I finally got a chance to see Fruitvale Station on a flight last week. In short, it’s a movie that definitely deserves upping my Top Nine Movies of 2013 to a list of the Top Ten Movies of 2013 (though which spot it deserves I can’t decide). The initial expectation for why it’s a great movie is obvious: it’s topical! A movie dealing with race and prejudice in the contemporary USA? If you’ll like this you’ll seem cultured, yes!

 
But to describe it as such not only does it a great injustice but also hardly describes the movie in full. Fruitvale Station is not a tract. Rather, it presents a sequence of events without actively telling the audience whether what’s happening is right or wrong. Rather the film presents the events leading up to the shooting of Oscar Grant as scenes in everyday life.
Here’s where Fruitvale sets itself apart from similar movies like They Help or 12 Years a Slave. There’s no heroizing of Oscar. He’s presented as, well, as a person.In the film Oscar is, unflinchingly, neither clearly morally good or bad; instead he, like people in general, fluctuates between the two. Sure, he helps a stranger at a grocery store, going so far as to call his grandmother for help, but he also lies to his mother and girlfriend about being unemployed. Shortly after we first see Oscar we see him stashing a big bag of weed in his closet, yet he’s also someone who’s willing to spend what little cash he has on his mother for her birthday. Oscar’s complex, a man of dualities.

 
It’s rare that we see a character this morally gray. Malcolm Reynolds, of Firefly, almost reaches the same heights of Oscar. Mal too is a man comprised of a duality: he’s rude and borderline mean to Book and Inara, yet he’s quick to defend them should anyone else threaten them. He’s someone who will return stolen goods to a sickly town but soon after unhesitatingly kick an unarmed man into an engine intake. He’s hardly someone who follows the straight and narrow.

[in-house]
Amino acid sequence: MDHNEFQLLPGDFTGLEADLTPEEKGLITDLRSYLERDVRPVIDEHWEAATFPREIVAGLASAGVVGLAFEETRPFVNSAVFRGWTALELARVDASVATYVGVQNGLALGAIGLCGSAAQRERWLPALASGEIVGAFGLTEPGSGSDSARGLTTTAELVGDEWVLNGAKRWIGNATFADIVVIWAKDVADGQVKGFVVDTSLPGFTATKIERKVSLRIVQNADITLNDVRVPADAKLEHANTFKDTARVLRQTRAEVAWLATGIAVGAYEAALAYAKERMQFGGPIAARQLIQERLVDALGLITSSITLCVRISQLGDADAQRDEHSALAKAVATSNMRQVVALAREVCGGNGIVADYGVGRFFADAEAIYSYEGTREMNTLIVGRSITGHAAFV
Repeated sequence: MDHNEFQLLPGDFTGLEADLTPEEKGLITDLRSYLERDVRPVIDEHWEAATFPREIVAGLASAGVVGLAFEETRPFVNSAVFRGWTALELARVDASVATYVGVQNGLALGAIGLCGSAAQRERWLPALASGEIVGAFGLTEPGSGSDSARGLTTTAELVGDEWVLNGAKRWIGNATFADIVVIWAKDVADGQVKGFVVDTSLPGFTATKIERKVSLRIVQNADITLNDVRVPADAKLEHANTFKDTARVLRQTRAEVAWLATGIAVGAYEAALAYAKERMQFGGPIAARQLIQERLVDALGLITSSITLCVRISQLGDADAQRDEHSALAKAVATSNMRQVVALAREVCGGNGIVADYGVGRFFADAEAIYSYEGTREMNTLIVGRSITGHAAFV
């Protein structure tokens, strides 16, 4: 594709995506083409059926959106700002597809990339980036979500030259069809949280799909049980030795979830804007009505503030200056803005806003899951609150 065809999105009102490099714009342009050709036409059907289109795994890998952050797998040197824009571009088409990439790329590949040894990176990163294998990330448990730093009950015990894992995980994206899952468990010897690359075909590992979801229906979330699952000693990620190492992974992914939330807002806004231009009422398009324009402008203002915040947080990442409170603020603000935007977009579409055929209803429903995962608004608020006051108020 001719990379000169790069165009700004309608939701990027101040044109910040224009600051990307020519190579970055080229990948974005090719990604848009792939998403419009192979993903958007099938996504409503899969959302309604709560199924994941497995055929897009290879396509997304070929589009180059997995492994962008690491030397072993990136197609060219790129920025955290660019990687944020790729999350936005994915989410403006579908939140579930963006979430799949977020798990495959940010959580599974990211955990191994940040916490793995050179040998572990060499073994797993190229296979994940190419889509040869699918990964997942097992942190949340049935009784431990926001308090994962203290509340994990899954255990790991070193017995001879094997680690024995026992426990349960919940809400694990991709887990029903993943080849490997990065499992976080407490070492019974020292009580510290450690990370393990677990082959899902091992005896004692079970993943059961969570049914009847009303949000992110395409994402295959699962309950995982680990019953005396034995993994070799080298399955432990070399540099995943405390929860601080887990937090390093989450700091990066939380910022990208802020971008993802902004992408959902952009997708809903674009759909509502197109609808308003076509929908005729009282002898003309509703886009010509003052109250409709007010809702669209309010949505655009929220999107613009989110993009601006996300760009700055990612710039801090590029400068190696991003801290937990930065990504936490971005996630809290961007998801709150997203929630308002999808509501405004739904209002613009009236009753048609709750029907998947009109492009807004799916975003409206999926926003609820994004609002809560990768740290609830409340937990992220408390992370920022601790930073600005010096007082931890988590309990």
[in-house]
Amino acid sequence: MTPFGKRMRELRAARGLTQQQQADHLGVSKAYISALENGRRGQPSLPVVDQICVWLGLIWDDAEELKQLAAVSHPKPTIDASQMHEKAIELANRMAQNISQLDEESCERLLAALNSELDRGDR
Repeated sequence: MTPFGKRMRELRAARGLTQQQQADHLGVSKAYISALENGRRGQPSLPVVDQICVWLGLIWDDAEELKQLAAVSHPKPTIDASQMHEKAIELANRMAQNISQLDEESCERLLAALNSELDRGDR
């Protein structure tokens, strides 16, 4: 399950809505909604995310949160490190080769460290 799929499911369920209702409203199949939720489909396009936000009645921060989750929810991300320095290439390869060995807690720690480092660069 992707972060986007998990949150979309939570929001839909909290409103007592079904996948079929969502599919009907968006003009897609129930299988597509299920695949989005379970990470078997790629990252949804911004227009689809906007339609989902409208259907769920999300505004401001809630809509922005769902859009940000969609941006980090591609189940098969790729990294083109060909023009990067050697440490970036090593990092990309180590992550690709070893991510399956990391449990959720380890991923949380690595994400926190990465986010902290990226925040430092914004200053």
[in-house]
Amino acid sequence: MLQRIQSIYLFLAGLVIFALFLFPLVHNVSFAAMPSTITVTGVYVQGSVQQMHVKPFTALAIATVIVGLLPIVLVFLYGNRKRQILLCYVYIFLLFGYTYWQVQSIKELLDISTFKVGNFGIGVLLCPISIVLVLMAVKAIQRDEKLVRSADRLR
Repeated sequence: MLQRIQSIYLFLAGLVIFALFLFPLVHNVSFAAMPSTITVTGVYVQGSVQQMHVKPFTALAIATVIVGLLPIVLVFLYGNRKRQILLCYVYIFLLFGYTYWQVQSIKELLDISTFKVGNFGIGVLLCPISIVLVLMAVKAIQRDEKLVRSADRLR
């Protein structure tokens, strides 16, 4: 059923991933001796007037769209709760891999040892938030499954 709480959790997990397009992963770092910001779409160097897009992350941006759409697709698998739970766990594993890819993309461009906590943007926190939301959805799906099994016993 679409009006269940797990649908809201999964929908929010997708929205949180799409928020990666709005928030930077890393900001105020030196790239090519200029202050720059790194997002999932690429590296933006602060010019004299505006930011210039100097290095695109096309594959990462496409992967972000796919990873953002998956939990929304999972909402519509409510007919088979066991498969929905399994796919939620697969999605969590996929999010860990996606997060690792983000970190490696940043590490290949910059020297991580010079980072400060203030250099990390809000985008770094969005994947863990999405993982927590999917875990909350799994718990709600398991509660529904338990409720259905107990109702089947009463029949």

Malcolm Reynolds, however, remains fundamentally heroic. He may not be the goodest of the good, but he’s still someone who not only tends to do the right thing but also usually comes out on the heroic side. He robs an Alliance hospital to help two members of his crew and only because the hospital will be restocked in no time. Mal, unlike Oscar, has a moral code. It may not be the most righteous one, but it’s there all the same. Oscar, like ‘normal’ people, has no such clear moral compass. Instead he’s just a guy.

 
If anything, Oscar is a man with the potential to be good. Yes, he’s an ex-con, but he’s trying to turn his life around. Rather than having the audience invest in Oscar because he’s the ‘good guy,’ like 12 Years a Slave did with Solomon Northup, we invest in him because we see ourselves reflected in him. Oscar’s a guy trying to make his way in the world, trying to do right by the people he loves.

 
Along with that, Fruitvale Station asks us to empathize with people we may not like in real life. When Oscar drives he blares rap music, like those degenerates who woke you up when they drove through your neighborhood last night. The film has us look beyond first impressions and see the people underneath. Furthermore, Fruitvale Station never tries to tell us to like Oscar, rather it shows us who they are and thereby get to know them.

 
Which is what makes the shooting all the more tragic. It’s not presented as a case of “look how awful racial prejudice is,” instead the tragedy stems from seeing the life of a young man trying to better himself and beloved by his family cut short. Oscar’s death is the loss of a person full of hopes and flaws. That it comes as a result of prejudice only serves to deepen the tragedy and illuminate problems of the system.

 
So yes, Fruitvale Station is topical, far more so than film like 12 Years a Slave. This relevance, however, never gets in the way of the characters and plot. It’s a slice of the life of a twenty-two year old man, albeit one which ends in his murder.

Leave a comment

Filed under Uncategorized